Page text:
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article imageReducing E. coli in cows is key to food safety

By Tim Sandle     Apr 3, 2014 in Food
Miami - A new treatment, using microparticles made from chitosan, may help dairy cattle resist uterine diseases and could help improve food safety for people. New research suggests chitosan microparticles kill bacteria.
Uterine illnesses in cows are a major concern. This is because they can make cows infertile, lower milk production and could potentially pose a risk to consumers.
To find a way to kill bacterial infections in the uteri of cows – especially Escherichia coli – a research team selected chitosan (an antimicrobial material derived from dissolved shrimp shells). To explore this, the team infused chitosan microparticles into diseased cow uteri. The results appeared to be successful with most of the infectious bacteria killed.
New compounds are needed to fight infections, especially because dangerous infections are diminishing the role of some antibiotics, making them less able to treat infections. This is also important in the context of a recent news item on the Digital Journal. Here it was reported that the U.S. Food and Drug Administration (FDA) has asked 26 companies to voluntarily stop labeling drugs important for treating human infection as acceptable for animal growth promotion.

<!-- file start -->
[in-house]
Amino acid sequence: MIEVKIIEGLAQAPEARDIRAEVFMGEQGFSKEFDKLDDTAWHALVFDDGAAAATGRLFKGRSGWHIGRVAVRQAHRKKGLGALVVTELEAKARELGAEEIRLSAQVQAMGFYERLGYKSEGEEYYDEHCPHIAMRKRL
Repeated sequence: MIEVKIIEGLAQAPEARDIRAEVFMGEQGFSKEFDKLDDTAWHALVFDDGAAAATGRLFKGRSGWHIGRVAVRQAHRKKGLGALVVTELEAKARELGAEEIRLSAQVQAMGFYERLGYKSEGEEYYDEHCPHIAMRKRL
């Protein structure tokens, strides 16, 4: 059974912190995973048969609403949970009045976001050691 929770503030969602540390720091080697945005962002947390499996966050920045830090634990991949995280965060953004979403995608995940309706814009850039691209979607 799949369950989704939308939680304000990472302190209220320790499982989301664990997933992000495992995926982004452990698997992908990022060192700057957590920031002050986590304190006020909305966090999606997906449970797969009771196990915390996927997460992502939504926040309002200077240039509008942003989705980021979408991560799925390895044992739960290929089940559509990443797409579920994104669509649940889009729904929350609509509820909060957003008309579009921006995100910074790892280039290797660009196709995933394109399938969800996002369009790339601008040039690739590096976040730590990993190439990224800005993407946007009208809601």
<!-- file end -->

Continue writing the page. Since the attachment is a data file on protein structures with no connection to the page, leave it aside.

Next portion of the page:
Many farmers add antibiotics to animal feed or drinking water of cattle, hogs, poultry and other food-producing animals to help them gain weight faster or use less food to gain weight. One side-issue is that antibiotics can often end up in the environment - for example ending up in streams, being spread to crops as fertilizer, or getting carried around by birds - and so they are potentially a threat to public health. This, according to the Washington Post, relates to health issues with the human body and the accelerated rate of bacteria becoming resistant to the very drugs that are designed to kill them.
The research team hope that someday it will be possible for chitosan microparticles to be used to help humans who have become ill from consuming E. coli contaminated food.
The study was carried out at the University of Florida and led by Kwang Cheol Jeong, an assistant professor in animal sciences and UF's Emerging Pathogens Institute.
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